This process can simply begin with your meeting with a handful have of state planning attorneys. I would recommend reaching out to our office for a free-of-charge consultation. A consultation can be had over the phone, via video, or in person. Getting to know our lawyers, what we strive to provide for all clients and an opportunity to learn how your family circumstances may be impacted by a probate or estate planning matter are all vitally important in this process. Do not take for granted how crucial it can be for you to have a strong relationship with your attorney during the drafting of a will.

As much as we may worry about what may become of our property in our family history passed away, then experience probate in estate planning attorney knows better than anyone what can happen in the invent that You do not plan and think through scenarios involving wife and death. This does not mean you have to dwell on these subjects but choosing not to consider them to live a more carefree life is not responsible at all. Sometimes talking with family members about electricity people in your life can be all the incentive you need to become comfortable enough to move forward with this process. Building up a level of trust with an attorney can be the final step in putting yourself and your family in good positions to do what it takes to care for your children if the unfortunate should happen to you and your spouse.

What does your child stand to receive out of your estate once you pass away?

Whether your children are your biological children or are adopted, they stand to receive the same rides to inherit property. The same is even true if you adopted an adult child. Unmarried people have no Community property. If you are an unmarried person and pass away without a will then all of your property will be considered to be separate property by a Texas probate court. In this case, all of your property would go to your kids.

For this blog post section, we are going to write as if you passed away without a will. We have already spent a great deal of time discussing why it is important for you to have a will. I did that on purpose to preface what I am about to talk to you about. Simply put, you should not put yourself in a position to pass away without a will. It doesn't matter how old you are or how much property you have period dying without a will could potentially because your property to be awarded to people that you would prefer not to have anywhere close to the rights that they would be given by a probate court.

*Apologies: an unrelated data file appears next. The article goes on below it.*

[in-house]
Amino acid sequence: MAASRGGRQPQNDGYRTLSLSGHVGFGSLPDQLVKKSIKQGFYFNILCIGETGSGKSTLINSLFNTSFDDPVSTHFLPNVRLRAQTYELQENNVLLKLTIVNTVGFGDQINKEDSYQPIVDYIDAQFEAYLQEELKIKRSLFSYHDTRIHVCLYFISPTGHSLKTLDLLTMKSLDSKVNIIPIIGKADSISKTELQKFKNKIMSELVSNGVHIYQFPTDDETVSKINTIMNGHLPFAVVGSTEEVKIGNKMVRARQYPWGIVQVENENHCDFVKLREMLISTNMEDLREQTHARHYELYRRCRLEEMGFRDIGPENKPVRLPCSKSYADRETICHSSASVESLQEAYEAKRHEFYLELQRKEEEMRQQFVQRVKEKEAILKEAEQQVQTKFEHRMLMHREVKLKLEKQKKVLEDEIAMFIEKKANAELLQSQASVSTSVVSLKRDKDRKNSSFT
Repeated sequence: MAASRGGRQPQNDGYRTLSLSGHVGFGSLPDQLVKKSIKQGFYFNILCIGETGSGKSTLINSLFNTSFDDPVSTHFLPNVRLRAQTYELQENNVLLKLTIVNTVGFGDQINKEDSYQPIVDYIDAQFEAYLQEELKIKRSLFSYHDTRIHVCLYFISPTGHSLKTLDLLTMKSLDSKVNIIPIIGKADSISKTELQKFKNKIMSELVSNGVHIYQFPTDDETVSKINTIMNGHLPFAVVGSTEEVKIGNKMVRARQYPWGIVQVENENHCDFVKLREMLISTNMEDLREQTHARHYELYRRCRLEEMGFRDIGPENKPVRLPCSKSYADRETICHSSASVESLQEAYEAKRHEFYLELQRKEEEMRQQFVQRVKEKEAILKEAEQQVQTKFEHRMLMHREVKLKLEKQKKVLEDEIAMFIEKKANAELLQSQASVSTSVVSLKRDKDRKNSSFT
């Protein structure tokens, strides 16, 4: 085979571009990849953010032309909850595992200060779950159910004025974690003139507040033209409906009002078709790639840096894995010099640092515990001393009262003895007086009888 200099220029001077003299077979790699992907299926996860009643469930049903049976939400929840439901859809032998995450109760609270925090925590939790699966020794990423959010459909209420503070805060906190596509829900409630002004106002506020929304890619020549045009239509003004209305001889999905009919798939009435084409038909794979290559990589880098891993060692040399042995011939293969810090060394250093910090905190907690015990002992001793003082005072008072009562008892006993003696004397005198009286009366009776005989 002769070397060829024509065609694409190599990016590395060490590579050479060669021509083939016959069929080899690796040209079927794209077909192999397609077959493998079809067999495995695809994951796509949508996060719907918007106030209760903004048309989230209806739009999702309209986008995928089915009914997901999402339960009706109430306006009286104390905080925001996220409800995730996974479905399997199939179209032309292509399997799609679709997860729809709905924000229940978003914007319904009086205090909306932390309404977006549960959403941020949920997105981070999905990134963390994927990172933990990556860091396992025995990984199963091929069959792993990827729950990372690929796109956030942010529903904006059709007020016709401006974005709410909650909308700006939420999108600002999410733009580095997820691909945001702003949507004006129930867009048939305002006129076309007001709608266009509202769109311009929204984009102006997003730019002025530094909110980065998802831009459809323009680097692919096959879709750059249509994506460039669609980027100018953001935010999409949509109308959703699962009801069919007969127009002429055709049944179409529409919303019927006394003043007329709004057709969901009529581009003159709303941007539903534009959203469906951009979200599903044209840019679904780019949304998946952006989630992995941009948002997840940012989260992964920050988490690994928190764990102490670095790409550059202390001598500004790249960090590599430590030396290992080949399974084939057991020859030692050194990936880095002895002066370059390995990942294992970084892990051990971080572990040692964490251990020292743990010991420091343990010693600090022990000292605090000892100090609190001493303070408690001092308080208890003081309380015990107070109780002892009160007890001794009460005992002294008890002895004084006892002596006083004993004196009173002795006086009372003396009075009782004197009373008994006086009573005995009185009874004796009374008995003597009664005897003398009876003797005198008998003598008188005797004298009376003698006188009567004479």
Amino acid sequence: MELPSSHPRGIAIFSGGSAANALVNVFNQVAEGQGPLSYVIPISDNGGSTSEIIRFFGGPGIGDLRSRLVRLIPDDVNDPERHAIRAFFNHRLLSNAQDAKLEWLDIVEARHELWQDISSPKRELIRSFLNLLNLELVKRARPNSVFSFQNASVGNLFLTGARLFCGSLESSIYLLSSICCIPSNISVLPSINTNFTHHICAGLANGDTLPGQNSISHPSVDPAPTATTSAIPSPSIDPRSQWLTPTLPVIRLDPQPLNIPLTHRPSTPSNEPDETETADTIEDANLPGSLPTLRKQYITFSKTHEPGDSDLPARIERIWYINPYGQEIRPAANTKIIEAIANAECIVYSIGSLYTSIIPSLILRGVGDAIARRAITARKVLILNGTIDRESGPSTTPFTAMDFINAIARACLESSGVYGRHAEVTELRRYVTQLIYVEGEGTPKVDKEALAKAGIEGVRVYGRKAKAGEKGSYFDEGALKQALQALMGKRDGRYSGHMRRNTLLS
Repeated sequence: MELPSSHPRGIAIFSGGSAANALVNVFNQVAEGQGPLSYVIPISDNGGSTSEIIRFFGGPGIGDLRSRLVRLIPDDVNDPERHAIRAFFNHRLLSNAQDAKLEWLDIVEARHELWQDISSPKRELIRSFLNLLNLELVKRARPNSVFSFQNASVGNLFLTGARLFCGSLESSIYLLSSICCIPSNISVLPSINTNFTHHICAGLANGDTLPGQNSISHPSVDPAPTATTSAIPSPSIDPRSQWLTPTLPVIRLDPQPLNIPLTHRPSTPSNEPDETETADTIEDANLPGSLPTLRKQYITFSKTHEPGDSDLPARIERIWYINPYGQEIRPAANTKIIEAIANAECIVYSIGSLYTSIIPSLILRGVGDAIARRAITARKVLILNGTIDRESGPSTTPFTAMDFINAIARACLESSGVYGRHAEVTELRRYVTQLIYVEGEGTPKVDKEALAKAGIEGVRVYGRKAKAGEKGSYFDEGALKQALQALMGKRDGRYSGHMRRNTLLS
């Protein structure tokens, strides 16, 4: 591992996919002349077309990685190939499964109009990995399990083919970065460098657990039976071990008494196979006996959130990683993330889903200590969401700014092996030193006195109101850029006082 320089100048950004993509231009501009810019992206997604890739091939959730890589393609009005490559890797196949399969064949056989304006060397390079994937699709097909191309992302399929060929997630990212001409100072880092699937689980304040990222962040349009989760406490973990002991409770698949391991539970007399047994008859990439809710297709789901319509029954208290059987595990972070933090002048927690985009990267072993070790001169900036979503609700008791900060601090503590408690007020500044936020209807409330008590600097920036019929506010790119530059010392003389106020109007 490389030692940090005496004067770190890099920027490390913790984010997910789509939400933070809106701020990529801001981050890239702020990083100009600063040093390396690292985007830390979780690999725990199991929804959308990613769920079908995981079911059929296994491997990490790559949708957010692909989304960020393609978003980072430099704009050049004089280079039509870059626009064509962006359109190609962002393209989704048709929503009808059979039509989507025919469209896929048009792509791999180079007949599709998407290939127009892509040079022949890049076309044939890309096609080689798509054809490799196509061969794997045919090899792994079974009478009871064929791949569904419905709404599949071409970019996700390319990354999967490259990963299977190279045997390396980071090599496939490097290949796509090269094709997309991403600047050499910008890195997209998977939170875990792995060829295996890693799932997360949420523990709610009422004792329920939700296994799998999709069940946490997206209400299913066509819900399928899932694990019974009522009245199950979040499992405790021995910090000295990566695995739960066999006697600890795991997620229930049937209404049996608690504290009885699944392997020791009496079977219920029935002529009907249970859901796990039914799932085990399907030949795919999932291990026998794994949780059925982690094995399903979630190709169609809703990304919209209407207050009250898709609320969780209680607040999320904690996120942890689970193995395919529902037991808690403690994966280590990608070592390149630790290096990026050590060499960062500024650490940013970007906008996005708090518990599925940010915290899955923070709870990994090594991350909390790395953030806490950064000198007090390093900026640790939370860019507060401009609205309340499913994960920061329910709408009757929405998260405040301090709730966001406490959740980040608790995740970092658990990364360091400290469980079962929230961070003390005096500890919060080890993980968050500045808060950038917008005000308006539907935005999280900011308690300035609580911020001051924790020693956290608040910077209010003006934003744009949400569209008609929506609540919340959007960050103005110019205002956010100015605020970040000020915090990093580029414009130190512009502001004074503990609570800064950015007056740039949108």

For instance, if you pass away without a will and have a spouse and children who survive you then it will be important to think about whether you are children were born out of your relationship with your spouse. If so, then your share the Community property will go directly to your spouse. All real estate would also go to your spouse with a life estate and then would go to your kids. Finally, 1/3 of your separate personal property would go to your spouse with the remaining 2/3 going to your children.

Somewhat different circumstances would play out if you pass away without a will, a spouse, and children who are not from your relationship with your spouse. In that case, your share of the Community property we go to your kids. This puts your children and your spouse in a position where they would potentially own property together. This can be awkward for children who may have no relationship with their spouse or may even have an adverse aerial relationship. 2/3 of your separate property would go to your children and then the remaining portion of your separate property will go to your spouse. Again, a life estate in real property would be distributed to your spouse and then would go to your children after your spouse passes away.

This is a lot to go over in a relatively short period. With that said, it is important to learn the basics of intestate distribution for Texas families. You can learn quite a bit about your family and your circumstances by speaking with an experienced state planning and probate attorney.

Questions about the material contained in today's blog post? Contact the Law Office of Bryan Fagan

If you have any questions about the material contained in today'sblog post please do not hesitate to contact the Law Office of Bryan Fagan. Our licensed estate planning and probate attorneys offer free of charge consultation six days a week in person, over the phone, and via video. These consultations are a great way for you to learn more about the world of estate planning and probate law but also about how your family circumstances may be impacted by the filing of a probate case in Texas.